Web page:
"It is like one of the Seven Dwarfs going for it with Snow White - a ridiculous story."

Despite his frequent controversial outbursts, British music news website NME.com once labelled Gallagher the wisest man in rock.

"I have a lot of experience at these things - whether I am wise or not, I don't know," he said.

"It must mean my opinion counts for something I think - does it make me like Yoda then?

"Are you saying I am like a Jedi, cause I can live with that. I am right up for it, light sabres and karate moves, that is my bag mate."

Having completed their six-album deal with Sony Music, Gallagher is keen to take a break because for the first time since 1994, Oasis are without a recording contract.

"We only got back off the Don't Believe The Truth tour in March, that is only seven months ago," he said.

"I don't want to earn any more money just yet - I have got too much."

Brotherly feuds and record label contracts aside, Oasis have enough material to release another album in 2007.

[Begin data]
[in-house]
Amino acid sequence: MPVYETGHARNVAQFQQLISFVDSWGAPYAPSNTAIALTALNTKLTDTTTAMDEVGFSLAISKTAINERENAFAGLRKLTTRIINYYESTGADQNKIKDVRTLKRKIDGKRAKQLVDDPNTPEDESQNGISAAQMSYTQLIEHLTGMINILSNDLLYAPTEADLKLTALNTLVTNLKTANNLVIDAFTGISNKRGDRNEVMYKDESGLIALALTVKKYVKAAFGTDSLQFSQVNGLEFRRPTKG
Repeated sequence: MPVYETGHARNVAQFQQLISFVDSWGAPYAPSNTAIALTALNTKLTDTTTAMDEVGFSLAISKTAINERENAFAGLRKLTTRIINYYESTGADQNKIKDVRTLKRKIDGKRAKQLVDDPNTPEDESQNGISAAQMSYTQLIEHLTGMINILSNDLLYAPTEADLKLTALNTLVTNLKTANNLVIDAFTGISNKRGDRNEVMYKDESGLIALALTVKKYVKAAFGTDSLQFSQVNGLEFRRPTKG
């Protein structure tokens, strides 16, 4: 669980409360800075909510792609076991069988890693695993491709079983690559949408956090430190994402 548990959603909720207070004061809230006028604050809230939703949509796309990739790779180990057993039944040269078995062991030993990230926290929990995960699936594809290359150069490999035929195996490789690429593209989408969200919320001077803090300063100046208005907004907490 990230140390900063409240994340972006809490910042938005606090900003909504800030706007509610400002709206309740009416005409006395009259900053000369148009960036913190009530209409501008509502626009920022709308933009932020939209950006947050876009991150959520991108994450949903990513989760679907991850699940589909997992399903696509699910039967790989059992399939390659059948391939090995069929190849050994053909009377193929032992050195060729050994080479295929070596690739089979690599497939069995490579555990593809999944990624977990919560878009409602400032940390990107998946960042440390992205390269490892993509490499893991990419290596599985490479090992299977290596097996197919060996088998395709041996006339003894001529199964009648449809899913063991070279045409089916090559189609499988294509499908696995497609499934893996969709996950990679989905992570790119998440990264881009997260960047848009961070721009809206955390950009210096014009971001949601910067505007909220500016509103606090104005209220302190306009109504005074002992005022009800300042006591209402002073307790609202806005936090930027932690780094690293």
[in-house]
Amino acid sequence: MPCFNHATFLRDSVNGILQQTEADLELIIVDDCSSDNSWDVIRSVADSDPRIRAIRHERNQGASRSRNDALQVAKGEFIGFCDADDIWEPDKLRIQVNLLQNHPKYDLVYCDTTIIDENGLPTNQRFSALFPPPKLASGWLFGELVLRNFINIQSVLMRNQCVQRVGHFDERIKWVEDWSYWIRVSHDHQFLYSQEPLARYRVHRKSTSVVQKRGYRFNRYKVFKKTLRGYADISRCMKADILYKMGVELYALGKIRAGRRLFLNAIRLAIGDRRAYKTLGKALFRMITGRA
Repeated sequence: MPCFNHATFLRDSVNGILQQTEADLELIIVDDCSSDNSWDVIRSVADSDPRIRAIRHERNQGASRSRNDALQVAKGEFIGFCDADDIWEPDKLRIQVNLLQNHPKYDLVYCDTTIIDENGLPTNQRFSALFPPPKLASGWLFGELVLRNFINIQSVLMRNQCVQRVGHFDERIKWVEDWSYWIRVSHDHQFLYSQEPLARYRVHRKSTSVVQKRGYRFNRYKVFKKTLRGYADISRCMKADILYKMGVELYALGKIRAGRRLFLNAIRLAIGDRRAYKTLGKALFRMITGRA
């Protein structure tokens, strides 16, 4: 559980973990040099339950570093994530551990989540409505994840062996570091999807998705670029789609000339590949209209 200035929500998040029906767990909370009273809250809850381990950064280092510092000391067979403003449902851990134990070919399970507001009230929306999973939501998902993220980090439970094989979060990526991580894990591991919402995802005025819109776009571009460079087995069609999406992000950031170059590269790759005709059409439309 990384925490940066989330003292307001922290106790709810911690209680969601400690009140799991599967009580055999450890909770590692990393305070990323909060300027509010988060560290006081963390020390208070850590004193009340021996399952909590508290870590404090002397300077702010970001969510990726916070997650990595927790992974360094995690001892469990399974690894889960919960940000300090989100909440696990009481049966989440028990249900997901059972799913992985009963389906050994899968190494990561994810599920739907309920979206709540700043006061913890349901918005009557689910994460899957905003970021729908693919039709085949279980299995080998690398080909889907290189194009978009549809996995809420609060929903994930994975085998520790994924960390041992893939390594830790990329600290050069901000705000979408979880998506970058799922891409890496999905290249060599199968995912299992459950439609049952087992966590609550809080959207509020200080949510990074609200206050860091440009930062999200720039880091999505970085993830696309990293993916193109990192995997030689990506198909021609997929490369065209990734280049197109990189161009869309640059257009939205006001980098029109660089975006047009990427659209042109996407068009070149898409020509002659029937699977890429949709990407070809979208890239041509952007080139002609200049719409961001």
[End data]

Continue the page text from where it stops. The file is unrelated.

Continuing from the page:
"There is this project going on that will probably take us to spring next year," he said.

"We have got most of our next album already recorded, stuff that was left over from the last one - we could start mixing it tomorrow."

Stop the Clocks is out now.


Noel Gallagher - The Courier Mail - 12th December 2006

Online Link (The Courier Mail)

Always quotable, Oasis singer/guitarist Noel Gallagher played a rare solo show in Brisbane last night. Patrick Lion heard the swear jar rattle 17 times in the space of just 14 questions backstage at the Tivoli Theatre.

Q: This is a solo tour to promote Stop The Clocks, your new 'best of' album. What is it like touring by yourself, without the band and particularly your brother Liam?
A: It's a lot calmer and lot more peaceful. Oasis are a big f--king band and there's a lot more people involved with it. There's only six of us on the road here. There's usually about 50-odd so in that respect it's a lot calmer. I've never actually toured without Liam. This is the first time I'm doing it. It's different. Liam would be doing his usual whingeing his f--ken arse off. It would be a pain in the arse if he was here. He doesn't do interviews because no one wants to talk to him anyway. He doesn't like acoustic. In his words: `He's in a f--ken rock `n' roll band'.